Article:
“Just four more weeks and I’ll be on the start line, and I won’t feel this bad!” I said to myself once a minute during every run last week.
But four weeks is a long time and I am so so tired. There are some days, even a week or two stretch during the throes of training that make me want to chuck my trainers into Green Lake and call it a day. This is The Marathon Training Gauntlet, a two to three week period during a marathon training cycle where every run feels like a marathon itself. My coach lovingly refers to it as “a bitch-of-a-three-week stretch.” I just call it hell, and for a fleeting moment I feel like a crazy person who decided to put my body through the ringer just to attempt to run fast.
The Marathon Training Gauntlet typically creeps up during peak training volume weeks, when you’re feeling more tired than usual, and usually after a particularly hard run. The lack of motivation to run when you have a big goal isn’t the easiest topic to broach when your Facebook feed is chockfull of friends posting awesome workouts, running personal bests, and gleefully proclaiming their love of running. Yes, it is great, but during the MTG we are tired. If this sounds like something you can relate to, here are my tips to getting on the other side.
The Buddy System
When I know I’ll be having a tough few weeks of training, I purposely plan to meet up to run with people more often than I usually would. Why? Easy. I can’t bail on my friends, and good conversation takes the sting out of feeling so tired on my runs.
- Pro-tip: Meet up with someone else who is marathon training; you’ll have someone to commiserate with, and someone else who understands your insane runger. (Bonus: this will increase the odds they will want to eat pancakes afterwards with you.)
Write Down Your Goals
If you’ve already written down your goal at the beginning of the segment, do it again. Really. It’s a great reminder of why you’re putting yourself through this, and through the process of revisiting your goals, you become much more mindful about your training. This simple act can work wonders and you’ll be able to see the light at the end of the training tunnel that much easier.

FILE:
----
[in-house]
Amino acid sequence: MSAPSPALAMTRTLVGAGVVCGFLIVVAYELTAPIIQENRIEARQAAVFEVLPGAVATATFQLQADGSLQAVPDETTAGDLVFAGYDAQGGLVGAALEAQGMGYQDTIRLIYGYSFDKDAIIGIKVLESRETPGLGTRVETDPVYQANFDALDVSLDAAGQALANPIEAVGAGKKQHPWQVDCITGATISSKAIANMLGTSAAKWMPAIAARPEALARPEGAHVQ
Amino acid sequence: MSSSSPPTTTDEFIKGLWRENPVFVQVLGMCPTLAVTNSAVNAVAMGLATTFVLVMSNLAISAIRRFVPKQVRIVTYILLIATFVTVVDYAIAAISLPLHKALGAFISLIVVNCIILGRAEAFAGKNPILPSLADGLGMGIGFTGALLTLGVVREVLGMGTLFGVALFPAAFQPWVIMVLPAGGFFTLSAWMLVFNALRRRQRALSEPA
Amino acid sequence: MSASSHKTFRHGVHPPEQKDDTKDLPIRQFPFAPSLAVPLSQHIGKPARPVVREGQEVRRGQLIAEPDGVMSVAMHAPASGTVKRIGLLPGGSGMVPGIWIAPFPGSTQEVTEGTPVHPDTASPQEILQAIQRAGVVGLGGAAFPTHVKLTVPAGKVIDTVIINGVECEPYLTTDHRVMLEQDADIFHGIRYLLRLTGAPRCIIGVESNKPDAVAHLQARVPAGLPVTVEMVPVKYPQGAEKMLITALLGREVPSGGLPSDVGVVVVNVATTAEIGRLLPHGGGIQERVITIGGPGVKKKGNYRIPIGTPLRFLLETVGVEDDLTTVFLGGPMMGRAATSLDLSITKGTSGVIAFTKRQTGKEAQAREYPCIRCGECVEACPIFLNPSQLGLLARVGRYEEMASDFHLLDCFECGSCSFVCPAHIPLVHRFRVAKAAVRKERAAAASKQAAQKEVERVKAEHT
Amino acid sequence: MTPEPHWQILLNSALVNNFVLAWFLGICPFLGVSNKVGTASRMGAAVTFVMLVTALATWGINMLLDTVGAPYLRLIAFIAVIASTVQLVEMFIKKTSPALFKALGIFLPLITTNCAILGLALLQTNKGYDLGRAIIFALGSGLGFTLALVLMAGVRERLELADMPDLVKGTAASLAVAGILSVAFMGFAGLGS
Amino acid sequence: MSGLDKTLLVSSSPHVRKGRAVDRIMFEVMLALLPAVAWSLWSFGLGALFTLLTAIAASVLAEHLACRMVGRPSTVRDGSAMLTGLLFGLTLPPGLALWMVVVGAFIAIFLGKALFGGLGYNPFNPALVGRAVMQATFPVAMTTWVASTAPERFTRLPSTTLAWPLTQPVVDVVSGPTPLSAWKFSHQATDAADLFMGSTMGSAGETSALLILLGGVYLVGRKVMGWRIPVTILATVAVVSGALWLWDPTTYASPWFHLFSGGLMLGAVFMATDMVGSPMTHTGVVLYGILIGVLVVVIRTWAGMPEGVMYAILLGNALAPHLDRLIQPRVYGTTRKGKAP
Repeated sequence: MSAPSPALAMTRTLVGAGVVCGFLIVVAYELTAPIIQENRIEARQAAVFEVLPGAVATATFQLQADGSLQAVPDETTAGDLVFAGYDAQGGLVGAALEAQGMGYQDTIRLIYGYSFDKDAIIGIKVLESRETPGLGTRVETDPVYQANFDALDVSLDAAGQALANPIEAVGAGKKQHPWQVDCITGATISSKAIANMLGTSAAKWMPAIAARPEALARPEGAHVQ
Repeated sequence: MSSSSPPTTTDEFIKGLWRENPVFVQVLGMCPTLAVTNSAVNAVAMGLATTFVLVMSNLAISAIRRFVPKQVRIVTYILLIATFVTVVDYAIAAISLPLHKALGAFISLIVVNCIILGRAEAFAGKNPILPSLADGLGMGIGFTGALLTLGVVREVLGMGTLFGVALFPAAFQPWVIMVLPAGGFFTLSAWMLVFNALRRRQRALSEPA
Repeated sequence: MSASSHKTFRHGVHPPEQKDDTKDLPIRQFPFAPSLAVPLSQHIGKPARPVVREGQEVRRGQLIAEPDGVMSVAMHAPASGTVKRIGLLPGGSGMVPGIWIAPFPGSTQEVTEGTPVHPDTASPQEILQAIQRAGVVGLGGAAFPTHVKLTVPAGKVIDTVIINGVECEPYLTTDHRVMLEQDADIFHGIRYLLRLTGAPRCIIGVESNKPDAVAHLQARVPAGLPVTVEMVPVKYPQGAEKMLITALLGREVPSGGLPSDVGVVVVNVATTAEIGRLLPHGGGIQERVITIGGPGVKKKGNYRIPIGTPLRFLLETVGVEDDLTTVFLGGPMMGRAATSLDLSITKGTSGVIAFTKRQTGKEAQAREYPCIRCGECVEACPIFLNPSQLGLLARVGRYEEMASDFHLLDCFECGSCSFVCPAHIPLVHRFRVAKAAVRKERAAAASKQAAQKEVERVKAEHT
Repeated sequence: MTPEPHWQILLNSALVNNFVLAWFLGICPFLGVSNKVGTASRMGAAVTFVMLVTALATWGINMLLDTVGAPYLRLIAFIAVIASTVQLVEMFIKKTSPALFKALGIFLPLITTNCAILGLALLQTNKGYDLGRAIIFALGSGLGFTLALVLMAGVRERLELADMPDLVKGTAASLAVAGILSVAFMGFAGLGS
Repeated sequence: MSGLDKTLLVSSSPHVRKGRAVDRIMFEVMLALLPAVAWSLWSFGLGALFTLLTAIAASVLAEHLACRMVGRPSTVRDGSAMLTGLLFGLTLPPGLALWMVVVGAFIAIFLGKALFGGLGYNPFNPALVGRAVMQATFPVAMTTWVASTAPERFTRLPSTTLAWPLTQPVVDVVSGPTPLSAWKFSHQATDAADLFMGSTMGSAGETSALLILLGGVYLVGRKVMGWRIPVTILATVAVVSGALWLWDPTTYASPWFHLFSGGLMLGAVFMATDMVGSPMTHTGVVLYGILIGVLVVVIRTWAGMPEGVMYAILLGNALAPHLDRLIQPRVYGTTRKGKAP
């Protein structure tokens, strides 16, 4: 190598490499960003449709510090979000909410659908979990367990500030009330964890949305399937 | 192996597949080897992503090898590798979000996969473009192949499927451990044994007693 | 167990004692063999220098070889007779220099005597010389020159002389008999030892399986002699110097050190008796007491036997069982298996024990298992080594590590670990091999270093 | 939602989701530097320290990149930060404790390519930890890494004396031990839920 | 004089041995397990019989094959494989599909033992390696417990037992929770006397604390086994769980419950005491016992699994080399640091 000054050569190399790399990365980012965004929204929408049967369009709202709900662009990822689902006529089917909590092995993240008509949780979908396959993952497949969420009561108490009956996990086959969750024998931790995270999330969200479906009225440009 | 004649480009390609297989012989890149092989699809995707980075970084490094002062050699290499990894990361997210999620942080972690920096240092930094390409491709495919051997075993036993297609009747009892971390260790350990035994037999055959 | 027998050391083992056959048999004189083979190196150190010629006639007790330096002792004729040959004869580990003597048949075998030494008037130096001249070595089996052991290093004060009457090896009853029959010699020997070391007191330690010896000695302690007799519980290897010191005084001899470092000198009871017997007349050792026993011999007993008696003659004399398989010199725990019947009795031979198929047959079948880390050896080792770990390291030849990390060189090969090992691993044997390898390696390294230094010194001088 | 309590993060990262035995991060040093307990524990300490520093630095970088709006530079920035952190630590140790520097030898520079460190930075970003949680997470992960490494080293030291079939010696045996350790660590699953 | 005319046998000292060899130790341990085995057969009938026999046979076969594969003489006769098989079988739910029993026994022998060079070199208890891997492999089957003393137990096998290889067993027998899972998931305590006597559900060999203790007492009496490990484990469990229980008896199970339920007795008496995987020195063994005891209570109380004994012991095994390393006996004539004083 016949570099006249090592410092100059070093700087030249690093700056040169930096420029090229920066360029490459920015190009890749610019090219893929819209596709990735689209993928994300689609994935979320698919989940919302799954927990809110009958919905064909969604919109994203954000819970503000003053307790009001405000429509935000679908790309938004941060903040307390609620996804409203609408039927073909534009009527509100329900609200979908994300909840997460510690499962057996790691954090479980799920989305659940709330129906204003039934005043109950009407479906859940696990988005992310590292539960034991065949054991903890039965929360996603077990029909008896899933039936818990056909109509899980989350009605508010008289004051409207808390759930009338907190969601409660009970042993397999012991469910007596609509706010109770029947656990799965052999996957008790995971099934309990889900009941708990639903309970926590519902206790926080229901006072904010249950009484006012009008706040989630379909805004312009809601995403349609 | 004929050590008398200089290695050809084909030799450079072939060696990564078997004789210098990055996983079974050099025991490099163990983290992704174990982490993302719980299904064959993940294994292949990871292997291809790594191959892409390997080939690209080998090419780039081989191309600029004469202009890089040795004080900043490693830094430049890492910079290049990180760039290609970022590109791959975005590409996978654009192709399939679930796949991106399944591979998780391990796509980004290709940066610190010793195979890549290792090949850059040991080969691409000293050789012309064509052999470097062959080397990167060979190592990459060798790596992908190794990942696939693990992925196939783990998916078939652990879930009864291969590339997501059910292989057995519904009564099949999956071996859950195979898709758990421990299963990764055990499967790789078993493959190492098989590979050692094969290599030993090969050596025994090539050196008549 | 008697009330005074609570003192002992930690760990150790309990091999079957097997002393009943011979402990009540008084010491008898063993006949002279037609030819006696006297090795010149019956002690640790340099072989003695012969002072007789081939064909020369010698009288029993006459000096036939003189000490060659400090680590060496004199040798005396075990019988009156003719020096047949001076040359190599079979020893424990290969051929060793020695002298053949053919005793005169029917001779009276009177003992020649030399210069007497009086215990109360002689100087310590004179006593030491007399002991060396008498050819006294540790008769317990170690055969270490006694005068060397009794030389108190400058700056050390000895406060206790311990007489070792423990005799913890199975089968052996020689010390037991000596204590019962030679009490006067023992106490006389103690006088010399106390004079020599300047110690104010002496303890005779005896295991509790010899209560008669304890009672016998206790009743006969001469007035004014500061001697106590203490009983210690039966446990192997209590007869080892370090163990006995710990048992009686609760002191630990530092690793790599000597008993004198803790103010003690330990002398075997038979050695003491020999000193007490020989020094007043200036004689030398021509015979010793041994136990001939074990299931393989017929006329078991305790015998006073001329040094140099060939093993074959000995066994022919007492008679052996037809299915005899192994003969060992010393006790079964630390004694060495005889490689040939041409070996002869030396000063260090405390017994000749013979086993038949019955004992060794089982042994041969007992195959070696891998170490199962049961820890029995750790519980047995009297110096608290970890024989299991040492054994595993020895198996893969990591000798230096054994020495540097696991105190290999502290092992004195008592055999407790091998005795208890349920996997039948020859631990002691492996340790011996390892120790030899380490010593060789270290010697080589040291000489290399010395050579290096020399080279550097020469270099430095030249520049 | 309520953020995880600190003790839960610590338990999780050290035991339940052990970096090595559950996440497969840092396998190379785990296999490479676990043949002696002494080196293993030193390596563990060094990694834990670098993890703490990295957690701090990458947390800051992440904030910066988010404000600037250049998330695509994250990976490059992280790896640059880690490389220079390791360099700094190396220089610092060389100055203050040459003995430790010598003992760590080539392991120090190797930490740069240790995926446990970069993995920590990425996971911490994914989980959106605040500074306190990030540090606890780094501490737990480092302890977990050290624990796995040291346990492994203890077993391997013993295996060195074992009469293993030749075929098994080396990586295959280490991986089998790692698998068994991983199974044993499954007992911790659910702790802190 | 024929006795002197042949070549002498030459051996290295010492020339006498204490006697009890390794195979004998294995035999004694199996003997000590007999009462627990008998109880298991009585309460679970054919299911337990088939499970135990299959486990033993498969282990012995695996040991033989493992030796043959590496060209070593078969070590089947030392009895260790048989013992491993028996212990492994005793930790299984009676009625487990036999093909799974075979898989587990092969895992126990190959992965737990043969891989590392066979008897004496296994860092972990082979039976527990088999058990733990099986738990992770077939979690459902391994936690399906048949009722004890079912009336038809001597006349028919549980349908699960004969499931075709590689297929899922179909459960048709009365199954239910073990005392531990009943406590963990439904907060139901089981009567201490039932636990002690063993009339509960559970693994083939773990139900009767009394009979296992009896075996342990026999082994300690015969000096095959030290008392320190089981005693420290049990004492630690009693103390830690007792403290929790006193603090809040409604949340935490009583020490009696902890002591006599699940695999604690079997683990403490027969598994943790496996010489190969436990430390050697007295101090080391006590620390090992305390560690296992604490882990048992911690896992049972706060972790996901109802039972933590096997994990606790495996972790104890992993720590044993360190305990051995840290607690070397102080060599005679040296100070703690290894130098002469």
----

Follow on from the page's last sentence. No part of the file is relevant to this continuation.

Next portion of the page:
- Pro-tip: Write your goal on a post-it and place it in a spot you’ll see every day. It’s a tried and true trick to remind yourself why you’re lacing up for every run.
In the words of Tom Haverford, “Treat Yo’ self”
When training for a big goal, it’s easy to tell yourself you’ll do everything right. For most people that means no desserts, drinks, or staying out late, which is great to a certain extent. But I always leave room for some sort of treat after a big workout. Whether I’m craving a huge burrito with all the fixings slathered in sour cream or a bitter IPA or two, I indulge myself. I worked hard for it. I also know a burrito or three is not going to make or break whether I run my goal time. It’s the work I put in for the entire segment that will.
- Pro-tip: ice cream is delicious.
It’s Okay to Cry
Don’t let Tom Hanks fool you, there is crying in
baseball running. Sometimes, after a particularly hard run, it’s okay to want to cry. And then it’s okay to cry. Working towards a big goal is a physical and emotional investment, and sometimes it doesn’t go according to plan! It’s infuriating. Grieve your bad run and move on, because there’s still a couple more weeks to go!
- Pro-tip: Perhaps after you wipe away your tears, break out that ice cream or crack open that IPA.
Take an Unplanned Day Off